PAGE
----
Far in the future, space exploration is dominated by the Company. To explore any new planets, teams of scientists must purchase packages through the Company. In a recent expedition, a team followed by a self-aware Security Unit becomes aware that the only fellow team on-planet has gone dark.
Why this book?: Sounded interesting and like it might get me out of my slump.
I started this book because I didn’t know what else to read, and I had heard good things about it. I didn’t really know what to expect, because the summary wasn’t very specific, but I knew that I was going into a hard sci-fi novel with a possibly unreliable narrator. For not expecting much, I was pretty impressed with what I got, although I do have to admit that I’m a bit. . . wary of some of the ways that Murderbot (yes, that is SecUnit’s name, or at least what it calls itself.)
The story was what really pulled me in, despite a confusing beginning. All Systems Red starts off with a bang, literally, and it was hard to follow at first. Action was happening but I didn’t know what, or how to describe what happened because it wasn’t described that well. As the story progresses, told from Murderbot’s point of view, you as a reader get a unique look at the situations from someone who honestly doesn’t really care. That was fun, and before you get tired of it, Well’s begins to develop Murderbot and it’s relationship with the humans (“my humans”) into something that is heartwarming. While the plot itself is what drew me in, and despite some parts being confusing, the story was ultimately cherry-topped with the dynamic characters and their contrasting relationships with Murderbot.
Now, my main problem with this story isn’t the fact that the writing wasn’t definitive, or that I got a lot of the characters confused because some were hardly touched on. My problem is actually Murderbot. Murderbot uses it/its pronouns (Murderbot itself uses them privately, so that’s what I’ll use) so as more and more information is doled out about what Murderbot actually is, and what it’s past actually was like, I got a little iffy. Of all of the characters, Murderbot is the only one that is presented as genderless. Wells even goes into the fact that Murderbot doesn’t have genitals . . . which was a little unnecessary? Like, thank you for letting me know but do I really have to know what someone’s genitals are to say “yea, they’re not male or female”. So, just the connotations with that made me step back after thinking about it for a while. Is Murderbot genderless because it doesn’t have genitals, and if so, what does that say about non-binary people? Why did the audience need to know what genitals Murderbot had — or didn’t have?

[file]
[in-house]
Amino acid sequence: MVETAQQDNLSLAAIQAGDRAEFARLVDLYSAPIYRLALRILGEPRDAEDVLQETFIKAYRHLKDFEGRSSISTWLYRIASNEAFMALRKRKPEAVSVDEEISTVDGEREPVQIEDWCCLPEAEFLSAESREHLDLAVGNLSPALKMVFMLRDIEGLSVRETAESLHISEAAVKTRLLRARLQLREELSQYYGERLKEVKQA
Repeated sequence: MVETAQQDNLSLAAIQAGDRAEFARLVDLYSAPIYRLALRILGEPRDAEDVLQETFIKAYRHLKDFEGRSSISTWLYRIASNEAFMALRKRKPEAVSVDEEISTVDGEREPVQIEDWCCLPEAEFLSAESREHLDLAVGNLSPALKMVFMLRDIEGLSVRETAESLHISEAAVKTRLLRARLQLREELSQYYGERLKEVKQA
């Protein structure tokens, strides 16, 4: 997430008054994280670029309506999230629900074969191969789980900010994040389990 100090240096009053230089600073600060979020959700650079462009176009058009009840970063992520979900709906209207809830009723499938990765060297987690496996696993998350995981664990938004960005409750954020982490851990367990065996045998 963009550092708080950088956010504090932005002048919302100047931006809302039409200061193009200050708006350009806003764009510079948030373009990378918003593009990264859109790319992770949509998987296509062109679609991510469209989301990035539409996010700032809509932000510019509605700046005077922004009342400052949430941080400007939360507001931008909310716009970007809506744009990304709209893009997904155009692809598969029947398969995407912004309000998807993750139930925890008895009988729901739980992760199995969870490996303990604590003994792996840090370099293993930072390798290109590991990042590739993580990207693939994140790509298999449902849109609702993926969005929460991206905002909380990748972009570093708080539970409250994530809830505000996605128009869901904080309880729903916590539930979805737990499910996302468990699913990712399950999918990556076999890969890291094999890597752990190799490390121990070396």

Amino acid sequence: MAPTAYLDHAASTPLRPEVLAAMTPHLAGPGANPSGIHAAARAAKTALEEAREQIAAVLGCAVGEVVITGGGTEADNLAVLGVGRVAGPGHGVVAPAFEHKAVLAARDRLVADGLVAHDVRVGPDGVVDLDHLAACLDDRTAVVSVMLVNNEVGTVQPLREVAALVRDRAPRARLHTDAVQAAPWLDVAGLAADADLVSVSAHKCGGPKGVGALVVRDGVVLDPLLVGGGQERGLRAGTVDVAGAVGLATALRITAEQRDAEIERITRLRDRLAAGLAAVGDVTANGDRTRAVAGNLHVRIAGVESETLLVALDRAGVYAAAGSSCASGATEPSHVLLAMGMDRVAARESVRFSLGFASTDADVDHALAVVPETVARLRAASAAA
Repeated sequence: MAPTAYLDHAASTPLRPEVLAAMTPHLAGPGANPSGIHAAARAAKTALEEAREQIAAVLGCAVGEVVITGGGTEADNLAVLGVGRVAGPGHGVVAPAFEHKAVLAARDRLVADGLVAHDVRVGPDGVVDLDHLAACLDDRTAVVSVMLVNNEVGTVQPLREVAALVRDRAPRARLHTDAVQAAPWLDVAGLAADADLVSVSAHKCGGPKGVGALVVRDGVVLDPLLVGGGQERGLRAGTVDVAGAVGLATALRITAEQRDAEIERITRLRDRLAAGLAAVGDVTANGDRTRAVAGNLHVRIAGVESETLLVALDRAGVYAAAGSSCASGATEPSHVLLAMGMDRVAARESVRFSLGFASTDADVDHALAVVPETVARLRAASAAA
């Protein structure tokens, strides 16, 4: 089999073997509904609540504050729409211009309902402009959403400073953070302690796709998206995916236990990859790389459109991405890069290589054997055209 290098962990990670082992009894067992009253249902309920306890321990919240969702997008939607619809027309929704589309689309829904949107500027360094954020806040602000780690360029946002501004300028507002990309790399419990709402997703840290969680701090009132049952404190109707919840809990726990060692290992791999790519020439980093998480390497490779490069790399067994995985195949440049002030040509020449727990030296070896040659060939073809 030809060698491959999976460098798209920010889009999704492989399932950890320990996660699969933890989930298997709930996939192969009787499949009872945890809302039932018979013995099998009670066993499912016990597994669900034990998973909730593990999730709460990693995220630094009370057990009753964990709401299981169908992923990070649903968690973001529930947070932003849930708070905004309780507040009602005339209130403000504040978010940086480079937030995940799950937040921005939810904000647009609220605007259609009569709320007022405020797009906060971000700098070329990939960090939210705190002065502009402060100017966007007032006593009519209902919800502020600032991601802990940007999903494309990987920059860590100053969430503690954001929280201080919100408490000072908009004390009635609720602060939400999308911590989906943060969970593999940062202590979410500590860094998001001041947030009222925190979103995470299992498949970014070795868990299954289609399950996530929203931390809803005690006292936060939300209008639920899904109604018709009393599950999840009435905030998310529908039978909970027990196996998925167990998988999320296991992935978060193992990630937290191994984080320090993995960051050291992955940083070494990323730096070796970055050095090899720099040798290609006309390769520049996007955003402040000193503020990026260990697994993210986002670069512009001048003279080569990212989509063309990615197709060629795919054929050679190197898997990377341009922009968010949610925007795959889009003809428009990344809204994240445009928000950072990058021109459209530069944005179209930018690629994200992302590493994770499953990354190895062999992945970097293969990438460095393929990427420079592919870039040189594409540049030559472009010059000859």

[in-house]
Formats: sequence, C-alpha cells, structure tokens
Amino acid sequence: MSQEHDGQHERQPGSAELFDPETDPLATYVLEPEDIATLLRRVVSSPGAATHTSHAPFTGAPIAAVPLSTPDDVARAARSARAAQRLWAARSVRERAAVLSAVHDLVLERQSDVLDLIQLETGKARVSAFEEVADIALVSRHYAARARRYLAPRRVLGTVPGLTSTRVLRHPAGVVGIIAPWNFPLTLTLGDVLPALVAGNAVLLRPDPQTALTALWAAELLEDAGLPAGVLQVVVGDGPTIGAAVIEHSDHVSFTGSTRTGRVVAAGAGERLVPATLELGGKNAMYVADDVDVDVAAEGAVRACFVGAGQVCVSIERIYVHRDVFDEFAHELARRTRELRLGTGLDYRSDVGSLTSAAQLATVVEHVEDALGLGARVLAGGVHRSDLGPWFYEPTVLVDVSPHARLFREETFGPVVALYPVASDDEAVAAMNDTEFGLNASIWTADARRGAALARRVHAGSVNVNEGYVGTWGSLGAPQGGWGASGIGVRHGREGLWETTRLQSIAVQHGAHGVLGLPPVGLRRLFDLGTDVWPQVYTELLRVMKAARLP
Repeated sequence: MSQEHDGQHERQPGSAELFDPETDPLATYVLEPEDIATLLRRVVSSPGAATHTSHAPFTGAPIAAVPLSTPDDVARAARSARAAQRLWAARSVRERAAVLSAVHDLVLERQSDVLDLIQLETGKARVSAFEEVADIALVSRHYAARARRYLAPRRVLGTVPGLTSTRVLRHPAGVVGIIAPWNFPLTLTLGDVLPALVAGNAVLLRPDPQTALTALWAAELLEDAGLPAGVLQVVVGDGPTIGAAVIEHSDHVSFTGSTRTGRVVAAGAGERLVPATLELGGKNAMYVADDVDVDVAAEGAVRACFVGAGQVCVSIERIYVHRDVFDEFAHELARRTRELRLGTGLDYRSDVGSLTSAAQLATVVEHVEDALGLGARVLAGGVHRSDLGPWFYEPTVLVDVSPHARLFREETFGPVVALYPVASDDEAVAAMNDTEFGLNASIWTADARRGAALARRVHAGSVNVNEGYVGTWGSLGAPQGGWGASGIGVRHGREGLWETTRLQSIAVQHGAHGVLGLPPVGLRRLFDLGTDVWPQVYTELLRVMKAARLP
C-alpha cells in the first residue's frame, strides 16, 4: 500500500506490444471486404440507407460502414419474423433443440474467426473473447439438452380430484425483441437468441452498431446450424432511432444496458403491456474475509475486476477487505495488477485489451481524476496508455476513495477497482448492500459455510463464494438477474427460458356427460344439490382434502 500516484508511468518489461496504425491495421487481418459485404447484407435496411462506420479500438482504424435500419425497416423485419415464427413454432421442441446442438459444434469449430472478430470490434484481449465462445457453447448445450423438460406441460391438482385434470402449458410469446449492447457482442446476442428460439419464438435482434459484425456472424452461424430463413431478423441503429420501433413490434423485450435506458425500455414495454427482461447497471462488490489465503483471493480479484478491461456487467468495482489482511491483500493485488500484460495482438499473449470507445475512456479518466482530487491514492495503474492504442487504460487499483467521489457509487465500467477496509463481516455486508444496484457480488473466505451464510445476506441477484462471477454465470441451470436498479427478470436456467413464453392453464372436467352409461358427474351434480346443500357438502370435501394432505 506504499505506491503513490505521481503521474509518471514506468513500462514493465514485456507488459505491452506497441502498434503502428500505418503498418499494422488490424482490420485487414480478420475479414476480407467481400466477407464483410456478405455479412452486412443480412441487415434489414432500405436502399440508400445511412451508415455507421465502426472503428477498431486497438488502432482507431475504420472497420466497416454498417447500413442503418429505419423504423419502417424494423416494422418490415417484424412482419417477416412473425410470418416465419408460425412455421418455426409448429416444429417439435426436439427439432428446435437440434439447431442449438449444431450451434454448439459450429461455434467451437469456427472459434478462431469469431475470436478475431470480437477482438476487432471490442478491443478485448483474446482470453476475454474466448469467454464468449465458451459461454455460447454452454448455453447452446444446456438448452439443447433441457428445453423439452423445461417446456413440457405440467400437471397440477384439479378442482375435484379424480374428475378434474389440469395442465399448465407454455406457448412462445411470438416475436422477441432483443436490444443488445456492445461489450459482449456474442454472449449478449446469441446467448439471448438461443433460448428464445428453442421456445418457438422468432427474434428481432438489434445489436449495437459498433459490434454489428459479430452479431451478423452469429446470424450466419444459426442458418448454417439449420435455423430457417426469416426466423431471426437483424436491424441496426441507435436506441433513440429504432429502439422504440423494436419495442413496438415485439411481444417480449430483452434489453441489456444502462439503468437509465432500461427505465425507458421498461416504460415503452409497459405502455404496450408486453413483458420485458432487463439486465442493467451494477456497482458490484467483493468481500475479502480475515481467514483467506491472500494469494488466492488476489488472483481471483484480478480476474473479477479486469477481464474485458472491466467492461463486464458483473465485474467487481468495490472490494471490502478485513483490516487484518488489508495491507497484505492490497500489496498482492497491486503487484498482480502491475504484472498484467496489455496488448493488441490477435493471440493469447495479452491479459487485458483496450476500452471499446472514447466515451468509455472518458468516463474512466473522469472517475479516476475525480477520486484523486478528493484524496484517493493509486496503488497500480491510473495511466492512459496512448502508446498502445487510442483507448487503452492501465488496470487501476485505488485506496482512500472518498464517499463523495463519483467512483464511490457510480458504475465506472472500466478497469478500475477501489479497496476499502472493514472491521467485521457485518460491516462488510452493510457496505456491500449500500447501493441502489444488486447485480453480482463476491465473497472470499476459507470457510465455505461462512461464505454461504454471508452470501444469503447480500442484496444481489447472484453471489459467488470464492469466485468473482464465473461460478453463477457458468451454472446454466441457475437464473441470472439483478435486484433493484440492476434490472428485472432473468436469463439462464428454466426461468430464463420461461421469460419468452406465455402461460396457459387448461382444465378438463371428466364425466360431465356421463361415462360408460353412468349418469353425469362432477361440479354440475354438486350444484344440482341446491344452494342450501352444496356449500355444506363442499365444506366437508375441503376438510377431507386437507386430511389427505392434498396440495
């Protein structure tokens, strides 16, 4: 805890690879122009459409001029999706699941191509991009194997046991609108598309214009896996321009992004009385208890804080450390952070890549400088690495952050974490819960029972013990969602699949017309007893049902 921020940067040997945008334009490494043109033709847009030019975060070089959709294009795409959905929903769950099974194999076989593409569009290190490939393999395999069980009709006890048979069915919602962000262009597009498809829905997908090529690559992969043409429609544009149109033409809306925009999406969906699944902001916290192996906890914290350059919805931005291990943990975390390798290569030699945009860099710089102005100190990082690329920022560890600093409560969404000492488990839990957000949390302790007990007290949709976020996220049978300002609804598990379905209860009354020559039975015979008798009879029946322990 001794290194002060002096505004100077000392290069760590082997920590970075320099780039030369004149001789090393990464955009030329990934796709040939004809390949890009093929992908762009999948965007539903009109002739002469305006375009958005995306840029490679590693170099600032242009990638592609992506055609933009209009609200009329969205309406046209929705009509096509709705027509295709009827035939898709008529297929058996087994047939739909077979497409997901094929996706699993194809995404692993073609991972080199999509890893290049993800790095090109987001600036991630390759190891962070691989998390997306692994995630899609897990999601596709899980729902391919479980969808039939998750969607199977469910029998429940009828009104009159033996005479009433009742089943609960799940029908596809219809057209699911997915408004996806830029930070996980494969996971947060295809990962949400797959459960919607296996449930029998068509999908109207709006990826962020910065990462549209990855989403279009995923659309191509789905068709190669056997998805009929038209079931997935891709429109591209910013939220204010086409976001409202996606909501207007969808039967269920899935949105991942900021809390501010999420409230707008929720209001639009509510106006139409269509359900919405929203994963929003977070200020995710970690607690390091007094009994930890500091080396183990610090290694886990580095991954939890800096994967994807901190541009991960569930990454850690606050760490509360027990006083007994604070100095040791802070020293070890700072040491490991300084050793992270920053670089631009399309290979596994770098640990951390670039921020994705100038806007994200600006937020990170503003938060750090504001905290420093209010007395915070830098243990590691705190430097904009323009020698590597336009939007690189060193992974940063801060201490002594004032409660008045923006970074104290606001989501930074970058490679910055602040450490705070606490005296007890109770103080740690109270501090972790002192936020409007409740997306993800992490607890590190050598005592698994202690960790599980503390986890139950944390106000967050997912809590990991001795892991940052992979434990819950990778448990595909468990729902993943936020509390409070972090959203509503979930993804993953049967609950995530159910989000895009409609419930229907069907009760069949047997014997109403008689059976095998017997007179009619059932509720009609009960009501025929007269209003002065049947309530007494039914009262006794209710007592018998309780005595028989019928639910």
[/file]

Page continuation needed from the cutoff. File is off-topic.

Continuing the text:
Also, the fact that Murderbot, a SecUnit, is literally a “mass murderer” (it’s own words), I just feel weird that, in the first book of this series, Murderbot is the only non-binary character. I was told that there will be a second enby character in the second novel, but with what I mentioned above I’m not sure if I want to see Martha Wells’s second attempt at an enby character. It makes me wonder if she’ll want to verify if the enby was AFAB and/or AMAB, and that’s just unnecessary and offensive.
Final Rating: ★★★½☆☆
I’m really conflicted on this book and the series. While I really loved the story and Murderbot as a character (and I related to it a lot), I was also really wary of the enby representation after sitting on this review for a while. I really struggled with this, because I read this book in a night and thought I would be gushing in this review. But instead I’m just really unsure.
Would I Recommend?
Unless you’re enby, don’t tell me how to read a character. I read Murderbot as an entertaining character that was ultimately ruined when the author tried to make it about genitals and mass murdering. I’m not sure if I’ll be personally continuing the series, but I’d be interested in seeing how she takes on this supposed second enby in the upcoming sequel.
Published: May 2nd, 2017
Page Count: 144
Genre: Science Fiction
Synopsis: via Goodreads
In a corporate-dominated spacefaring future, planetary missions must be approved and supplied by the Company. Exploratory teams are accompanied by Company-supplied security androids, for their own safety.
But in a society where contracts are awarded to the lowest bidder, safety isn’t a primary concern.
On a distant planet, a team of scientists are conducting surface tests, shadowed by their Company-supplied ‘droid — a self-aware SecUnit that has hacked its own governor module, and refers to itself (though never out loud) as “Murderbot.” Scornful of humans, all it really wants is to be left alone long enough to figure out who it is.
But when a neighboring mission goes dark, it’s up to the scientists and their Murderbot to get to the truth.